14 July 2017
CHOICE has found a key reason consumers purchase private health insurance is for ‘extras’ cover, even though the value of these benefits is declining.
The consumer group has released a new report and research looking at people’s understanding of private health insurance, the pressures they feel and the value on offer. CHOICE found:
• One-in-five policyholders are considering dropping or downgrading their cover
• 44% of policyholders find it difficult to compare health insurance policies. Of these, the biggest problems are:
o Comparing policies side by side (69%)
o Difficulty comparing out-of-pocket costs in the event of going to hospital (54%)
o Information from insurers not being presented consistently (53%)
o Difficulty comparing rebates for extras (53%)
“With premiums surging an average of 55% since 2009 and more than 40,000 products in the market, private health insurance has become a quagmire of cost and confusion for Australian households,” says Matt Levey, CHOICE Director of Campaigns and Communications.
“This confusion seems to be reflected in the reasons people give for buying private health cover, with 57% identifying extras coverage as key, slightly ahead of peace of mind (56%) and avoiding public waiting lists (43%).
“Despite insurers bundling extras and hospital cover together, extras is a completely different sort of product.
“With the Federal Government wanting to make private health insurance better value, a good start would be helping consumers better understand the difference between extras, which is mainly a budgeting tool, and hospital cover, which some people take out to avoid paying extra tax,” Mr Levey says.
CHOICE’s latest analysis of thousands of extras policies from 23 funds has also found that while premiums continue to increase, the amount members can claim for individual items has failed to keep up – and in many cases has remained stagnant.
“We found set dollar benefits for extras cover have largely stayed the same between 2013 and 2016, with consumers who stay in the same policy being slugged a ‘lazy tax’ by paying more and getting the same benefit,”  says Mr Levey.
“For example, in 2016 a typical benefit for an initial physio consult was $36, the same as it was in 2013. Meanwhile, average physio fees increased from $64 to $71.”
CHOICE’s research on extras appears in its new independent report into the industry, titled Making Private Health Insurance Simpler, along with several recommendations for reform.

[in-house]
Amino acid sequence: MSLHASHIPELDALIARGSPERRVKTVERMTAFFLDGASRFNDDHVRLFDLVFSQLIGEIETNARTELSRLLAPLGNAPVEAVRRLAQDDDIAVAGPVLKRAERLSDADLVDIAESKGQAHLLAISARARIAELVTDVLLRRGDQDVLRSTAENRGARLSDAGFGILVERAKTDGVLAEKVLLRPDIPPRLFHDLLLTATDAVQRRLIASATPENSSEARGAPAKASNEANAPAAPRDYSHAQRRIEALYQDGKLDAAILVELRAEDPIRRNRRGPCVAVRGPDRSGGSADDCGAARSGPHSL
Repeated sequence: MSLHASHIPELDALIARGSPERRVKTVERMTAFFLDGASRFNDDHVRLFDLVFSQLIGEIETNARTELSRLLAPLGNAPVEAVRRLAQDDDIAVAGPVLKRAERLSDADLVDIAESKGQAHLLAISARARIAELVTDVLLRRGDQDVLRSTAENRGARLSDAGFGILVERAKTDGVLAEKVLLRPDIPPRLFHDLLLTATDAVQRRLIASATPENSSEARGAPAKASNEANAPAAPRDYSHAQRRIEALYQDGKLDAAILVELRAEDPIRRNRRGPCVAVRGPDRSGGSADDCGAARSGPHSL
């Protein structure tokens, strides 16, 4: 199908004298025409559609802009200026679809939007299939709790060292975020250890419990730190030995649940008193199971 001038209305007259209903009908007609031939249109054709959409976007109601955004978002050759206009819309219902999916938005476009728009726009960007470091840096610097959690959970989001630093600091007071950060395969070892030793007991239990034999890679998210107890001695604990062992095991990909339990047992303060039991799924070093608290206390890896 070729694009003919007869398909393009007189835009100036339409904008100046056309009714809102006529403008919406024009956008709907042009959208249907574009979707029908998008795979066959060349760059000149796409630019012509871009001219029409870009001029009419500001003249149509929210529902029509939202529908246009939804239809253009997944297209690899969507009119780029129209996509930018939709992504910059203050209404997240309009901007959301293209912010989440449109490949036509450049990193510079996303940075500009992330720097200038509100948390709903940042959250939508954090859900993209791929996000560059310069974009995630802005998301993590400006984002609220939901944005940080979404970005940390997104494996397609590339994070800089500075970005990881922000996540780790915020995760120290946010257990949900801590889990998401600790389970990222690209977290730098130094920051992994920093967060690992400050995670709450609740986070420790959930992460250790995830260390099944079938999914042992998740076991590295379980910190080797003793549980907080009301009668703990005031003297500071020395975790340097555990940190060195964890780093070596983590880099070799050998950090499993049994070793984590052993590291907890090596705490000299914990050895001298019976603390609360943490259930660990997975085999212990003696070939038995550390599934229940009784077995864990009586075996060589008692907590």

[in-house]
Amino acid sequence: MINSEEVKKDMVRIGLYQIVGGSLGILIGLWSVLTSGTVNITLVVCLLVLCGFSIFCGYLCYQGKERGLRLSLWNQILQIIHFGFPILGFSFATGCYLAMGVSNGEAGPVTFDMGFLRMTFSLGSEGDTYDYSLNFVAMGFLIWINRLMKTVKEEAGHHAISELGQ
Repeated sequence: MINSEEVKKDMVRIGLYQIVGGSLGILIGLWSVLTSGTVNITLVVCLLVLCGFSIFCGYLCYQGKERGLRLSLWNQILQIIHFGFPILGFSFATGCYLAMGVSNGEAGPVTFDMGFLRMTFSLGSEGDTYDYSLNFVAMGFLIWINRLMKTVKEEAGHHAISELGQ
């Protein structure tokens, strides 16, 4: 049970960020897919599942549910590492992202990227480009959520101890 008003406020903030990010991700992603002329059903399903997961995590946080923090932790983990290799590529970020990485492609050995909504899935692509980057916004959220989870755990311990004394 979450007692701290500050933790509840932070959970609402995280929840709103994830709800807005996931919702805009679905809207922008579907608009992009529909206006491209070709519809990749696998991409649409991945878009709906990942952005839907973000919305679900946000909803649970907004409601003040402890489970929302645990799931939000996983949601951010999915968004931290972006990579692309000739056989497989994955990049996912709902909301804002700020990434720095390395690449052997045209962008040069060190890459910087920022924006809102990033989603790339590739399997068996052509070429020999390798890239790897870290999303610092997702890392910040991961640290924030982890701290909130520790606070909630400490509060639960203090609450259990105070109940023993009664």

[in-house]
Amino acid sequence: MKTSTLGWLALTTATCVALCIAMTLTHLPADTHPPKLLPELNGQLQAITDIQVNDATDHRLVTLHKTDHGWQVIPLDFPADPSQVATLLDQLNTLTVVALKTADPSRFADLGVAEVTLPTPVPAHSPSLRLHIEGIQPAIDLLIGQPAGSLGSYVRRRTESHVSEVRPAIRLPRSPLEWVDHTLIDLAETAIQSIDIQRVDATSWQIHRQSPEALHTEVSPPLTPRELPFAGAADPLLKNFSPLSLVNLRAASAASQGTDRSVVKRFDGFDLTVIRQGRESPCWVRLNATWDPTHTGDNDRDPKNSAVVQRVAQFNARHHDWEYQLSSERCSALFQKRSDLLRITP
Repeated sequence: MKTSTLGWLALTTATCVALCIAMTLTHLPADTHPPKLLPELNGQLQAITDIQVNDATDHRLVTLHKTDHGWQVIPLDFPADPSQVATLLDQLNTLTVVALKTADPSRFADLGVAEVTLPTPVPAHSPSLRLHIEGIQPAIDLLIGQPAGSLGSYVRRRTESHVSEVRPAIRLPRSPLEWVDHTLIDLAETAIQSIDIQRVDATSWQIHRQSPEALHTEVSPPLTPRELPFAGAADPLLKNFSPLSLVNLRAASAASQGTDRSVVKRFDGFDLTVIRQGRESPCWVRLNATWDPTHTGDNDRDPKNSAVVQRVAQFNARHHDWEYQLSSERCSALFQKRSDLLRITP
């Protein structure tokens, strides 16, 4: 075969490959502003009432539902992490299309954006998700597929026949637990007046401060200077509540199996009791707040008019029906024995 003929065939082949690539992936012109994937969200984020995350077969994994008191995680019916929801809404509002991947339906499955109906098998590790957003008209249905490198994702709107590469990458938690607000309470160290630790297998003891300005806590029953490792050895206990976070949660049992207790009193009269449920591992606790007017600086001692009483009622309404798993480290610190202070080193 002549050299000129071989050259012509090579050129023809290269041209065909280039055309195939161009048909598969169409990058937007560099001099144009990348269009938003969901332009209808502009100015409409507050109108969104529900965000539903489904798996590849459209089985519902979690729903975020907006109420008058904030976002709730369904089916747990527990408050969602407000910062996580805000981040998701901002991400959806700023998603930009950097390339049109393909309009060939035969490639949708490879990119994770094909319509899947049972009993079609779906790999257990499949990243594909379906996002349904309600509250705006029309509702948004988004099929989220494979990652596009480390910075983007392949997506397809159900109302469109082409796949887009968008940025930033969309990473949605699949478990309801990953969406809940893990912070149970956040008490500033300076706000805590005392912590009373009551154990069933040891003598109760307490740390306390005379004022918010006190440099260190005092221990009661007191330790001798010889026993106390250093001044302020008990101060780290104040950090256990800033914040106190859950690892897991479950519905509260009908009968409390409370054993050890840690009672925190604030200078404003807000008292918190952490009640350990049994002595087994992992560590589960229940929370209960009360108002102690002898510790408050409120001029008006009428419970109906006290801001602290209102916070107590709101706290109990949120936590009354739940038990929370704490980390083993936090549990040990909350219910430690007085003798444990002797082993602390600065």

“We are calling on the Federal Government to make private health insurance easier to understand and better value for the whole community,” Mr Levey says.
The full report can be viewed at: Australians are being short-changed on health insurance extras
Tom Godfrey, Head of Media and Spokesperson - 0430 172 669 - @choice_news
Key findings from CHOICE’s research:
• Most policyholders identify extras coverage as a key reason for buying health cover at 57%, ahead of peace of mind (56%) and avoiding public waiting lists (43%).
• One in five policyholders are considering dropping or downgrading their health cover in the coming 12 months, with the vast majority of these, 66%, saying it is too expensive.
• Policyholders who recall receiving their policy’s Standard Information Statement (a policy factsheet normally send out by health funds with your annual tax statement) are much more likely to find it easy to understand their coverage (42% compared to 30%).
• 44% of policyholders find it difficult to compare health insurance policies, while 28% find it easy.
• Of those who find it difficult, the biggest problem is comparing policies side by side (69%), followed by difficulty comparing out-of-pocket costs in the event of going to hospital (54%), information from insurers not being presented consistently (53%) and difficulty comparing rebates for extras (53%).
CHOICE’s recommendations to make private health insurance simpler:
1. Give consumers better information about the difference between extras and hospital cover, and whether their extras cover is value for money.
2. Raise the bar for commercial comparison websites, making them more comprehensive and transparent.
3. Encourage consumers to regularly test their products against the market, re-evaluate their needs and make it easier to switch.
4. Improve the government-regulated Standard Information Sheet, keep it consistent and send it regularly to all policyholders.
5. Remove very-low value policies (i.e. junk health insurance) from the market entirely.
Health insurance tips
● Take the Do I need health insurance?
● If you need cover, a top level hospital cover with an increased excess is often better value than reducing your cover.
● Check to see if you can join a restricted membership health fund for your industry.
● If you have hospital cover ask for a copy of the Standard Information Statement to check what you’re not covered for.
● Think of extras cover as a budgeting tool. Ask for an Annual Claims Statement and if your annual payouts are less than the cost of your policy, it may not be worth the money.
 Graham, D. 2017. Added Extras, CHOICE Magazine (July), pp. 32-35
 APRA, Private Health Insurance Membership and Benefits, http://www.apra.gov.au/PHI/Publications/Pages/Private-Health-Insurance-Membership-and-Benefits.aspx